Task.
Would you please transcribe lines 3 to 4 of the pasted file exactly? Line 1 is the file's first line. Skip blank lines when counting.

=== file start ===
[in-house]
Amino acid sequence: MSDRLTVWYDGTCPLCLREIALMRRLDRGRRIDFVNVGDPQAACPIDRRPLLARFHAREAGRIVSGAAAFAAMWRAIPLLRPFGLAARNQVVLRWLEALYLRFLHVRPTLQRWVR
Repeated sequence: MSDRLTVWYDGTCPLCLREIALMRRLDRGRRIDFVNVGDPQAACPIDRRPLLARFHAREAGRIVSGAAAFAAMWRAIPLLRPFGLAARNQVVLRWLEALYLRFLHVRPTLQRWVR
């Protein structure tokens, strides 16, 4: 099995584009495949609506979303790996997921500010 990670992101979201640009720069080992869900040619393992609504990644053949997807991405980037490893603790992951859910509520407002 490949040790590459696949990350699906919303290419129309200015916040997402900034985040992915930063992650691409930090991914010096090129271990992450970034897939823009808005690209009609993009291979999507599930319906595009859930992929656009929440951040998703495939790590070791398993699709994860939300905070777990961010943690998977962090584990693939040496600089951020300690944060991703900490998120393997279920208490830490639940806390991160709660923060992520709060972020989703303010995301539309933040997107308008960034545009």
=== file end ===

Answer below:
Repeated sequence: MSDRLTVWYDGTCPLCLREIALMRRLDRGRRIDFVNVGDPQAACPIDRRPLLARFHAREAGRIVSGAAAFAAMWRAIPLLRPFGLAARNQVVLRWLEALYLRFLHVRPTLQRWVR
């Protein structure tokens, strides 16, 4: 099995584009495949609506979303790996997921500010 990670992101979201640009720069080992869900040619393992609504990644053949997807991405980037490893603790992951859910509520407002 490949040790590459696949990350699906919303290419129309200015916040997402900034985040992915930063992650691409930090991914010096090129271990992450970034897939823009808005690209009609993009291979999507599930319906595009859930992929656009929440951040998703495939790590070791398993699709994860939300905070777990961010943690998977962090584990693939040496600089951020300690944060991703900490998120393997279920208490830490639940806390991160709660923060992520709060972020989703303010995301539309933040997107308008960034545009």